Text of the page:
That should not happen, You may have the indicator poorly placed or you being inaccurate. I usually take the start point very soo after the valve starts to move the indicator then be sure I stop at a readable line, not between the lines on the Wheel . write down the reading. rotate in the same direction fully opening the valve then closing it again until the indicator arrives back at the exact point I stared at. No matter what points you use the lobe center should calculate the same .

FOG
 

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FOG said:
That should not happen, You may have the indicator poorly placed or you being inaccurate. I usually take the start point very soo after the valve starts to move the indicator then be sure I stop at a readable line, not between the lines on the Wheel . write down the reading. rotate in the same direction fully opening the valve then closing it again until the indicator arrives back at the exact point I stared at. No matter what points you use the lobe center should calculate the same .
Perhaps degree wheel wasnt centred enough (wasnt bolted pricisely in the center of crankshaft) - could that cause non constant readings?

Btw, you havent answered about valve adjustment - I guess I ll have to make it, but its simpler to ask expert:)
 

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Discussion Starter #49
Sorry but think about it. what have you done to affect the lash adjustment? Same cams Same bearings same valves ,quick answer is no. You must have the degree wheel concentric with the crank and TDC must be spot on accurate. did you use a piston stop to set the wheel?



FOG
 

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Yeah I used piston stop and I was thorough when locating TDC. But could be that cam degree wasnt bolted precisely enough, and besides degree wheel is slightly bent.
 

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I ll try to straighten degree wheel and bolt it precisely to the center of the crankshaft, then repeat whole procedure - I ll post results.
 

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Ok, just doing cam degreeing 2nd time.

One question still remains. If/when I discover with degree wheel "true" TDC and its different than C mark on alternator (it is different!), than how do I check/set valve clearances - do I use C, F and other marks on alternator (which do not show real TDC) or do I use degree wheel with real values?
 

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Discussion Starter #53
The valve clearance setting are not nearly as critical as the cam timing. The cams are round but for the ramps to the bump. Don't even look at the crank just set the lobes away from the rockers and you'll be fine.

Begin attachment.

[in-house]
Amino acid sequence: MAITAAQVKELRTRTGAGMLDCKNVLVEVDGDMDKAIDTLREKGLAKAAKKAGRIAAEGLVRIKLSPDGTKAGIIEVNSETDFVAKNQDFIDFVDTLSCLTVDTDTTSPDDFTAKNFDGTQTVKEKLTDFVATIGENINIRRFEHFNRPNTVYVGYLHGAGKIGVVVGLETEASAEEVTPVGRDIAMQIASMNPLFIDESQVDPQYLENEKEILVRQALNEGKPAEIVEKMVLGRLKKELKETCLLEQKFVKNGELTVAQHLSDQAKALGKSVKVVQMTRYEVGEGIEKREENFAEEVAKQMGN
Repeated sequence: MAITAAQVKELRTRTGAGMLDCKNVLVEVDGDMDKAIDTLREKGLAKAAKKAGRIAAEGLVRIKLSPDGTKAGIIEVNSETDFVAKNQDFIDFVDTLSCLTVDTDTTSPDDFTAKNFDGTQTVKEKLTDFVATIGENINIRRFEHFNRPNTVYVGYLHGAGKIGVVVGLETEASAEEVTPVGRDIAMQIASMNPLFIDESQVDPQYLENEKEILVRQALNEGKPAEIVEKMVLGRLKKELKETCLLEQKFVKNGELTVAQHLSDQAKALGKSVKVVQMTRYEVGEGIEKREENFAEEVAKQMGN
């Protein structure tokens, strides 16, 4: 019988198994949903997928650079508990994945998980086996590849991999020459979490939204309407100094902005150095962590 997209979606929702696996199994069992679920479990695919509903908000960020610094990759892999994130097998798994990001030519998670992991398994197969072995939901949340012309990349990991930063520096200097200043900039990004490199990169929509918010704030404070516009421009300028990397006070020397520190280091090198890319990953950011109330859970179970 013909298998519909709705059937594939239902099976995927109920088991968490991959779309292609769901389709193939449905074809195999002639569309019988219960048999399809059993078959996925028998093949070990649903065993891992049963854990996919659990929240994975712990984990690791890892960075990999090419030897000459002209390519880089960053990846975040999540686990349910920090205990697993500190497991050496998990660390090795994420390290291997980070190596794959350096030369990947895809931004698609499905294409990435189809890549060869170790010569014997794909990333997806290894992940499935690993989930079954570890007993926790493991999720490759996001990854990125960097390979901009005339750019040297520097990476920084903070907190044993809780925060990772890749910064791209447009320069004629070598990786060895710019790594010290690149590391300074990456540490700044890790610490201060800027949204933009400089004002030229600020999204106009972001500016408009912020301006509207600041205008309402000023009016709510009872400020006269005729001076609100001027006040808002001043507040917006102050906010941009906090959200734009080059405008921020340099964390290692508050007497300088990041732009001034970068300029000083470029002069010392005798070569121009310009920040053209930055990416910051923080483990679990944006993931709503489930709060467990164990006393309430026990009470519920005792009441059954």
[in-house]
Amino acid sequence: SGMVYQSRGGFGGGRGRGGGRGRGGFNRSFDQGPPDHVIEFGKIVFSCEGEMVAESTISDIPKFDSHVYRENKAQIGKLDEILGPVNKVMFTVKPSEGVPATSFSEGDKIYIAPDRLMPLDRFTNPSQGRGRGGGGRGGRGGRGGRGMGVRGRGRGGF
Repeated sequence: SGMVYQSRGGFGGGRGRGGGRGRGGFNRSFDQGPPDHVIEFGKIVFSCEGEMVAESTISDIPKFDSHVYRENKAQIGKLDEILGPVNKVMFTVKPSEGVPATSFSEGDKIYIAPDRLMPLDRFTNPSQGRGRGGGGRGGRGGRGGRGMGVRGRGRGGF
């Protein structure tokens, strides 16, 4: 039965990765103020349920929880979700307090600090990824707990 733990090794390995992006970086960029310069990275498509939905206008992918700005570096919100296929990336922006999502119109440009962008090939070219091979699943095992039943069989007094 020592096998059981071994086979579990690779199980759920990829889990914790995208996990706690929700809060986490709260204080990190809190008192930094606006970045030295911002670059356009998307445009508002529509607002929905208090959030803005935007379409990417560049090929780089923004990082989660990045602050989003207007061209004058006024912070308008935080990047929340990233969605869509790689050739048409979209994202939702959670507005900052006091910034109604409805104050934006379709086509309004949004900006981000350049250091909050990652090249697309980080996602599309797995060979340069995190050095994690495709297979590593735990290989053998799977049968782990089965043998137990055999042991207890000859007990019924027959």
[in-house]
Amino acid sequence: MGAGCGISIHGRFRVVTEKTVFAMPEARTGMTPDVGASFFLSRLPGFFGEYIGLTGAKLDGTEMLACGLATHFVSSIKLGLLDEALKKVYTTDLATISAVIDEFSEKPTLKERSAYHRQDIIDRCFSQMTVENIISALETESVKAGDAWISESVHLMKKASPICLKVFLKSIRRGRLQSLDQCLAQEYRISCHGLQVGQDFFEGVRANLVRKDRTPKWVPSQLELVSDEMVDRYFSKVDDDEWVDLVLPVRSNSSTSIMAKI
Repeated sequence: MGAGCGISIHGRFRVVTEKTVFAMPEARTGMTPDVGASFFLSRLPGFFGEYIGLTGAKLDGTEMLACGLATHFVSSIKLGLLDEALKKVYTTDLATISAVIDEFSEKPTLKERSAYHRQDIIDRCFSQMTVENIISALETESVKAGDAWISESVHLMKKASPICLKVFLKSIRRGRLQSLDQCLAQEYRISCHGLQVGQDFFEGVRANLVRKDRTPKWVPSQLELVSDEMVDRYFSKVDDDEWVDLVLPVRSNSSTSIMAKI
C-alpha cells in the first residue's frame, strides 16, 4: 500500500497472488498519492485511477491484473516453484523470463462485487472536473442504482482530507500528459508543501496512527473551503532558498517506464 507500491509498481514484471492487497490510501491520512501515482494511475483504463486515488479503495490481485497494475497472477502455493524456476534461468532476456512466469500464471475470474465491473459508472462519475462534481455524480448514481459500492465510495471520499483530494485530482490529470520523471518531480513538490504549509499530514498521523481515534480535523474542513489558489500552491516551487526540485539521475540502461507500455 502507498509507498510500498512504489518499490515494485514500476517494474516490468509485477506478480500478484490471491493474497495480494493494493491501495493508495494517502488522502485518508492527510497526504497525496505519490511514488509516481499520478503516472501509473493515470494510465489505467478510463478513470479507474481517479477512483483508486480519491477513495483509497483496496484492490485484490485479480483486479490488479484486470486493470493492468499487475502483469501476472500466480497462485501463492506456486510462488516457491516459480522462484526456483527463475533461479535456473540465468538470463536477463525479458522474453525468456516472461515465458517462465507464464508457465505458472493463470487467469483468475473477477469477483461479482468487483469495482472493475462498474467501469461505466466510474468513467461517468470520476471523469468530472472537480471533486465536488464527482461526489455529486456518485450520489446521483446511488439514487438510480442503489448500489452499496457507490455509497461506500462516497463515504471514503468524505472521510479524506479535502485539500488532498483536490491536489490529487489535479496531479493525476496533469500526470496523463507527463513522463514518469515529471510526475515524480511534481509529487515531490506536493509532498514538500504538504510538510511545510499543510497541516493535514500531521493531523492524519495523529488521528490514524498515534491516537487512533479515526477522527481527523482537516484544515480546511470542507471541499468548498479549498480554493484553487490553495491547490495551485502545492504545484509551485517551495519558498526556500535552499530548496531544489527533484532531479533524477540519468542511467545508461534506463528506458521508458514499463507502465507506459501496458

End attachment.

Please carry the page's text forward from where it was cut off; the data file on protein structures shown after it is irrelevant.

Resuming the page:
The "C" mark should not be off or at least very little. If it's more than the width of the lines you might have a sheared Key on the flywheel.

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FOG said:
The "C" mark should not be off or at least very little. If it's more than the width of the lines you might have a sheared Key on the flywheel.
It was quite off. So please tell me more about this "sheared Key on the flywheel".
 

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Discussion Starter #55
OK the flywheel is bolted to the crankshaft on a taper and located radially by a woodruff key This key can and does get sheared. Pull the flywheel off to check. This is the ignition timing.

FOG
 

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FOG said:
OK the flywheel is bolted to the crankshaft on a taper and located radially by a woodruff key This key can and does get sheared. Pull the flywheel off to check. This is the ignition timing.
Wasnt able to get it off with bare hands - since I dont have pneumatic pistol or other proper tools for removal, I ll just put back engine and other parts, test bike and see what will happen. In worst case I can drive to mechanic and he ll remove alternator.
 

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Discussion Starter #59
yep thr last thread on the flywheel hub is there to use to jack the thing off the taper. You screw a 18X ??? right handed bolt it with a wrench a tight as you can ,then give it a solid bump with a heavy hammer the FW should pop off.

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FOG said:
yep thr last thread on the flywheel hub is there to use to jack the thing off the taper. You screw a 18X ??? right handed bolt it with a wrench a tight as you can ,then give it a solid bump with a heavy hammer the FW should pop off.
I ll do this on weekend. Till then one more question: I mentioned that I damaged internal thread, then expert repaired it, in the proces he removed flywheel which I later put back on - I was careful and I just dont see how could I shear woodroof key while puting flywheel back. Could it be that it was sheared before all this during normal riding? When I think about it, could that be one reason for non optimal (rough) engine runing?